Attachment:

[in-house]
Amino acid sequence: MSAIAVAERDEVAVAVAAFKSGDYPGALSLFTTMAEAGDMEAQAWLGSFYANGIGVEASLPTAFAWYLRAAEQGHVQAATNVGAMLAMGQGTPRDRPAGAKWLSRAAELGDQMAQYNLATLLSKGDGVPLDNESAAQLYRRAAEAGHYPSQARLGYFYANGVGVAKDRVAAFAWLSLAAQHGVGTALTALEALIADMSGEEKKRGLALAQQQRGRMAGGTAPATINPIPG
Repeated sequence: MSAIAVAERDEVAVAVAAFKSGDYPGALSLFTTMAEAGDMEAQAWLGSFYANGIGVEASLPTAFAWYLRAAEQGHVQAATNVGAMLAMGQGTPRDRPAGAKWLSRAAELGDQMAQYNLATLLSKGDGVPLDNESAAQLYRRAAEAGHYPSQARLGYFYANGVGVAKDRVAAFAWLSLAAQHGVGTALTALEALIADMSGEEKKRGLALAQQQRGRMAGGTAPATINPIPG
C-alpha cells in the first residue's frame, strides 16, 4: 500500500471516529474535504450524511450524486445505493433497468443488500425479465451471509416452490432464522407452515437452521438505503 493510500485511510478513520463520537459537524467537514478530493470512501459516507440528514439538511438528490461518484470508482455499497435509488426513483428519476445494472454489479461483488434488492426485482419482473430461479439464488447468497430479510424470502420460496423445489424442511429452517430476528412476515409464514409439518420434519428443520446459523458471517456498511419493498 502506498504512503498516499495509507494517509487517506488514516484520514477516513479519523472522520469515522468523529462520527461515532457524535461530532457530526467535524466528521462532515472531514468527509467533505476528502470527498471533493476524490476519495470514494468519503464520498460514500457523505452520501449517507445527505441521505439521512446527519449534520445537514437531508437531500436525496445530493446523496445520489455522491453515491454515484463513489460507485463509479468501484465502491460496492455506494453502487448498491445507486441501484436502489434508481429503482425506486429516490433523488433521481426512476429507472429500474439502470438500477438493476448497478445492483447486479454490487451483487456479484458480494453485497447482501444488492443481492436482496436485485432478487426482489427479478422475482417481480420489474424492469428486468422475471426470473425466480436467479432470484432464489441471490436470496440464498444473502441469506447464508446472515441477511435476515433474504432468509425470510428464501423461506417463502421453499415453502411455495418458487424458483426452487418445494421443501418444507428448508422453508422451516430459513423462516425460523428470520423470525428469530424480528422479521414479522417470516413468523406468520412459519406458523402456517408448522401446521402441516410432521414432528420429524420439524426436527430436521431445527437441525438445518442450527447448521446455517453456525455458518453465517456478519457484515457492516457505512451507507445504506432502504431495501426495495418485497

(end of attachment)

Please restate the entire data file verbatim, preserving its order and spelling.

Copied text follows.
[in-house]
Amino acid sequence: MSAIAVAERDEVAVAVAAFKSGDYPGALSLFTTMAEAGDMEAQAWLGSFYANGIGVEASLPTAFAWYLRAAEQGHVQAATNVGAMLAMGQGTPRDRPAGAKWLSRAAELGDQMAQYNLATLLSKGDGVPLDNESAAQLYRRAAEAGHYPSQARLGYFYANGVGVAKDRVAAFAWLSLAAQHGVGTALTALEALIADMSGEEKKRGLALAQQQRGRMAGGTAPATINPIPG
Repeated sequence: MSAIAVAERDEVAVAVAAFKSGDYPGALSLFTTMAEAGDMEAQAWLGSFYANGIGVEASLPTAFAWYLRAAEQGHVQAATNVGAMLAMGQGTPRDRPAGAKWLSRAAELGDQMAQYNLATLLSKGDGVPLDNESAAQLYRRAAEAGHYPSQARLGYFYANGVGVAKDRVAAFAWLSLAAQHGVGTALTALEALIADMSGEEKKRGLALAQQQRGRMAGGTAPATINPIPG
C-alpha cells in the first residue's frame, strides 16, 4: 500500500471516529474535504450524511450524486445505493433497468443488500425479465451471509416452490432464522407452515437452521438505503 493510500485511510478513520463520537459537524467537514478530493470512501459516507440528514439538511438528490461518484470508482455499497435509488426513483428519476445494472454489479461483488434488492426485482419482473430461479439464488447468497430479510424470502420460496423445489424442511429452517430476528412476515409464514409439518420434519428443520446459523458471517456498511419493498 502506498504512503498516499495509507494517509487517506488514516484520514477516513479519523472522520469515522468523529462520527461515532457524535461530532457530526467535524466528521462532515472531514468527509467533505476528502470527498471533493476524490476519495470514494468519503464520498460514500457523505452520501449517507445527505441521505439521512446527519449534520445537514437531508437531500436525496445530493446523496445520489455522491453515491454515484463513489460507485463509479468501484465502491460496492455506494453502487448498491445507486441501484436502489434508481429503482425506486429516490433523488433521481426512476429507472429500474439502470438500477438493476448497478445492483447486479454490487451483487456479484458480494453485497447482501444488492443481492436482496436485485432478487426482489427479478422475482417481480420489474424492469428486468422475471426470473425466480436467479432470484432464489441471490436470496440464498444473502441469506447464508446472515441477511435476515433474504432468509425470510428464501423461506417463502421453499415453502411455495418458487424458483426452487418445494421443501418444507428448508422453508422451516430459513423462516425460523428470520423470525428469530424480528422479521414479522417470516413468523406468520412459519406458523402456517408448522401446521402441516410432521414432528420429524420439524426436527430436521431445527437441525438445518442450527447448521446455517453456525455458518453465517456478519457484515457492516457505512451507507445504506432502504431495501426495495418485497